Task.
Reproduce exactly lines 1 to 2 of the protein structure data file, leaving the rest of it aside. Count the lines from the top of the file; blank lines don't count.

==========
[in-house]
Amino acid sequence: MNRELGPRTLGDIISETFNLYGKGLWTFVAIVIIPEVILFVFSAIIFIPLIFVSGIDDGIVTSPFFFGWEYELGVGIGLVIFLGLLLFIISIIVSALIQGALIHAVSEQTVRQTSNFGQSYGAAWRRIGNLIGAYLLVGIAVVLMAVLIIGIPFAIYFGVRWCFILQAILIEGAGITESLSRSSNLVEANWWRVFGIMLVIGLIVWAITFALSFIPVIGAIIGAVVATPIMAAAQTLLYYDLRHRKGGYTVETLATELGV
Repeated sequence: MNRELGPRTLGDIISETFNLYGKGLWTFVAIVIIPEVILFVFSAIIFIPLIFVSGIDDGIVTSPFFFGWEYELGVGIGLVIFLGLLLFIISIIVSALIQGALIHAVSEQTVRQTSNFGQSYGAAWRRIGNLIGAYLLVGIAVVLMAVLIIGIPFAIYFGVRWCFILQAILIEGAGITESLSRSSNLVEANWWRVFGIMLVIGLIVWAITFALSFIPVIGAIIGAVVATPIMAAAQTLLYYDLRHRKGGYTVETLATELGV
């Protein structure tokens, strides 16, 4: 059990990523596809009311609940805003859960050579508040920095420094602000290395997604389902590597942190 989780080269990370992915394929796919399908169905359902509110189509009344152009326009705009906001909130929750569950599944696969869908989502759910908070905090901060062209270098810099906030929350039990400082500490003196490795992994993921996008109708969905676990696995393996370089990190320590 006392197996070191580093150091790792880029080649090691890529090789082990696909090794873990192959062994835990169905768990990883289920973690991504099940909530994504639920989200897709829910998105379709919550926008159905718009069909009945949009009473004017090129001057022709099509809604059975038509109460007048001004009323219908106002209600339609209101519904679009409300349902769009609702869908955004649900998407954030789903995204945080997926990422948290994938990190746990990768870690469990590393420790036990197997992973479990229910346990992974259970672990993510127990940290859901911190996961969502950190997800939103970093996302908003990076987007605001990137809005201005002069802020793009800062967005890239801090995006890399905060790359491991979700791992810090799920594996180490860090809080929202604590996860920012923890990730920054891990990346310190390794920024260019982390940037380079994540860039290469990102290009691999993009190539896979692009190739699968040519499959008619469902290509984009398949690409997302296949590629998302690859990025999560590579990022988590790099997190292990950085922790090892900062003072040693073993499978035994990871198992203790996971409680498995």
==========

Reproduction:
[in-house]
Amino acid sequence: MNRELGPRTLGDIISETFNLYGKGLWTFVAIVIIPEVILFVFSAIIFIPLIFVSGIDDGIVTSPFFFGWEYELGVGIGLVIFLGLLLFIISIIVSALIQGALIHAVSEQTVRQTSNFGQSYGAAWRRIGNLIGAYLLVGIAVVLMAVLIIGIPFAIYFGVRWCFILQAILIEGAGITESLSRSSNLVEANWWRVFGIMLVIGLIVWAITFALSFIPVIGAIIGAVVATPIMAAAQTLLYYDLRHRKGGYTVETLATELGV